No way, no how. That has been the message from Republicans on allowing President Obama to name a successor to Justice Antonin Scalia on the Supreme Court.
Senator Mitch McConnell (R-Ky.) said, "This vacancy should not be filled until we have a new president." Sen. Charles Grassley (R-Iowa) said in a statement that any nomination "would be a hyper-political slugfest." Sen. John Cornyn (R-Texas) warned of the damage that any candidate would risk to their reputation, saying that a potential nominee "would bear some resemblance to a piñata."
These conservatives seem willfully blinded by partisanship. Not only does the president have a constitutional duty to nominate a justice, there is ample historical precedent to support his doing so. Americans have a strong vested interest in seeing a full Supreme Court bench, and there is too much at stake for Latinos to have a vacancy on the high court.
To understand why the president must choose a replacement for Justice Scalia, start with the constitution. The Appointments Clause (Article 2, Section 2) states that, "The President... shall nominate, and by and with the Advice and Consent of the Senate, shall appoint… Judges of the Supreme Court."
It doesn't get clearer than that. Notice the use of the word shall; our founders did not say that the president can nominate a Supreme Court judge. They said that the president shall nominate a Supreme Court judge, indicating an imperative.
So even if President Obama were willing to let the next president name a justice, that would not be his prerogative. He has a constitutional responsibility to name a justice. This obligation is a critical component of our government's system of checks and balances, and cannot be taken lightly.
Consider that the Constitution does not contain any exceptions or special provisions for naming Supreme Court justices "during an election year," "in a lame-duck period," or "when Obama is president." There are no such exceptions. None.
That has not stopped GOP presidential candidate Ted Cruz from saying, "We have 80 years of precedent of not confirming justices in an election year." But his assertion is incorrect.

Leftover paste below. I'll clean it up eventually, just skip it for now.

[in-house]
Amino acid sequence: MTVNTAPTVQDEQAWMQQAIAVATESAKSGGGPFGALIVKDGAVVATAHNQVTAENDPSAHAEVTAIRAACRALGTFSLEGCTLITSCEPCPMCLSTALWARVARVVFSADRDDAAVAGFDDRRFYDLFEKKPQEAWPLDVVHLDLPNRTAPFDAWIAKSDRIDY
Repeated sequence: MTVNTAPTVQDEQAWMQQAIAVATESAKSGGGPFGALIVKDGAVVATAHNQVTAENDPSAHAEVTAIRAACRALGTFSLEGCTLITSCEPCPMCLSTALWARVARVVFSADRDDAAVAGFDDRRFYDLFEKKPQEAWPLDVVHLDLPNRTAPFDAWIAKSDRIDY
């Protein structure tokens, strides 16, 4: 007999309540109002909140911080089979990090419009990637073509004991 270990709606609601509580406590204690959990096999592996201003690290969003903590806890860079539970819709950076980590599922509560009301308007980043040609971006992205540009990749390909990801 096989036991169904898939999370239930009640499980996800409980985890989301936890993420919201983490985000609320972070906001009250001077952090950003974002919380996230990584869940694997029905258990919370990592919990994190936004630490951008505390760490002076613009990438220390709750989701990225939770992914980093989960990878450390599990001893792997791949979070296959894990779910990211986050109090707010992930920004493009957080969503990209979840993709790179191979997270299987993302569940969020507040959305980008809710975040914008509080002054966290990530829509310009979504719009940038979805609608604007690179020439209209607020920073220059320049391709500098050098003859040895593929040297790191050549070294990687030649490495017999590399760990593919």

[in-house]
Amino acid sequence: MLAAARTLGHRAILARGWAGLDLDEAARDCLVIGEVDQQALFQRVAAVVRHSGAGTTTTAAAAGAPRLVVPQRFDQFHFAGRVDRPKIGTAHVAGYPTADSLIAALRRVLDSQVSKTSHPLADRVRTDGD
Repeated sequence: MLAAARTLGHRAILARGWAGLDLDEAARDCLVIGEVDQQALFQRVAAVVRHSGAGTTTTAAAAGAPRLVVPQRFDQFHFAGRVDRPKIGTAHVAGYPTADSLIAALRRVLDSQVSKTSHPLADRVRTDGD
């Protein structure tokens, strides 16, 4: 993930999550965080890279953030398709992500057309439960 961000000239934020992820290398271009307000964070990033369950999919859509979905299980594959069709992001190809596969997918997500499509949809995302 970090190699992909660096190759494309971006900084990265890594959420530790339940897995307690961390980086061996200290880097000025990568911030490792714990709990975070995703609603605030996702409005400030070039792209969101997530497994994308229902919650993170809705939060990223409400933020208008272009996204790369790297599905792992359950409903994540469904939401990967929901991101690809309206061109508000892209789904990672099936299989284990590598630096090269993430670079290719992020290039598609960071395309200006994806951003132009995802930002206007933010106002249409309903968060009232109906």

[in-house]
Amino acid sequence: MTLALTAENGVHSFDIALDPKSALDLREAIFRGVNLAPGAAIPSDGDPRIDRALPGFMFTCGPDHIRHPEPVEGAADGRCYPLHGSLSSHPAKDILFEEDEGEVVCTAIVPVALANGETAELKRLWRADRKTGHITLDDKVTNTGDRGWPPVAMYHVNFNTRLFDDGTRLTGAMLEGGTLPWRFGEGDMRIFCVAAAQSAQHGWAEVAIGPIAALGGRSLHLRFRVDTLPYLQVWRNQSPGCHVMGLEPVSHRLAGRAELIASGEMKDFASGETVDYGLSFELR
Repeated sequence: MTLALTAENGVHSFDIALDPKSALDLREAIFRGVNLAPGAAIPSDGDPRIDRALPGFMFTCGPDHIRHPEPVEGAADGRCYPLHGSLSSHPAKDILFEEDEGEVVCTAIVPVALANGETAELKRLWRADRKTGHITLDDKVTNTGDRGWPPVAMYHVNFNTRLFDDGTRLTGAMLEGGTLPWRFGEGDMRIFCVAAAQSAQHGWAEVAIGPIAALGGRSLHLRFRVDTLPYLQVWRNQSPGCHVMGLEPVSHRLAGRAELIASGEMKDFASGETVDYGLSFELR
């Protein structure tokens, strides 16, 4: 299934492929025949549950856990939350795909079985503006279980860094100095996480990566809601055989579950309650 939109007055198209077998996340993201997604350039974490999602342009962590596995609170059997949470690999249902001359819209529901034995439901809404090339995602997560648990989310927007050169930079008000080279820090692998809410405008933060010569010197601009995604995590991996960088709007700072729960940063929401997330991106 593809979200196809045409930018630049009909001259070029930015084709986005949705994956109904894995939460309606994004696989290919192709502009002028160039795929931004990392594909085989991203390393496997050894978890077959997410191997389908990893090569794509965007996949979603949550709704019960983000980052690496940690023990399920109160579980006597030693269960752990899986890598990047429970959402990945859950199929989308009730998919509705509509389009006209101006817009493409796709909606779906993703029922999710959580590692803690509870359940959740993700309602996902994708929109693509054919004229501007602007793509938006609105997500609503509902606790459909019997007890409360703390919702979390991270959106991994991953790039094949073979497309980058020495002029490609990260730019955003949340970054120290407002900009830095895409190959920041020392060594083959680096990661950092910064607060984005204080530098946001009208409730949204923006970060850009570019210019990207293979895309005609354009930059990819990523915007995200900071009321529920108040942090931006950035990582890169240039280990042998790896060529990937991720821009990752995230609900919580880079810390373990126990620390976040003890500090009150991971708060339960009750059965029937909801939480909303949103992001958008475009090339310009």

Then-President Ronald Reagan nominated Justice Anthony Kennedy to fill a vacancy on the Court in 1987, and he was confirmed in 1988, an election year. In fact, out of the 13 occasions when there has been an opening on the Court due to death, illness, or retirement, the Senate has acted on such vacancies 11 times.
Among those confirmed in an election year were legal giants like Justice Louis Brandeis (1916) and Justice Benjamin Cardozo (1932). For the Senate to refuse to give a candidate a fair hearing even before he or she was nominated is wholly unprecedented. It represents obstructionism of the highest order.
Latinos have a particular interest in having a full Supreme Court, because Hispanics are increasingly at the heart of critical national issues. Current and upcoming cases before the Court deal with executive action on immigration, affirmative action, Texas' abortion restrictions, and Texas' challenge to the "one person, one vote" principle, all of which will have a significant impact on Latinos. No wonder that the Hispanic National Bar Association, along with other bar associations representing communities of color, recently sent a letter to the Senate Judiciary Committee in support of the president making a nomination. These organizations rightfully pointed out that a full Supreme Court is essential to a fully functioning judiciary.
Some conservatives have seized on remarks made 24 years ago by Vice President Joe Biden, then on the Senate Judiciary Committee, as evidence of precedent for their current position. "It is my view that if a Supreme Court justice resigns tomorrow or within the next several weeks, or resigns at the end of the summer, President Bush should consider following the practice of a majority of his predecessors and not — and not — name a nominee until after the November election is completed," Biden said in 1992.
However, as Biden explained in a recent New York Times op-ed, his comments then were not a call to obstruct any nominee but a call for a more collaborative nomination process and a consensus candidate. Biden noted that, while he headed the Senate Judiciary Committee, every Supreme Court nominee was given a hearing and a vote in the Senate and a full vote on the floor of the Senate.
Besides, if GOP Senators do not like Obama's pick for the Court, they can always vote no and reject his nominee.
Bear in mind that a majority of the public wants a nominee and a vote. Polls by Reuters, CNN, and other outlets show that most Americans want Obama to nominate a justice, and for the nominee to receive a hearing.
The Republican position on Obama's high court nominee is an insult to our democracy. Latinos and other Americans deserve a full Supreme Court bench.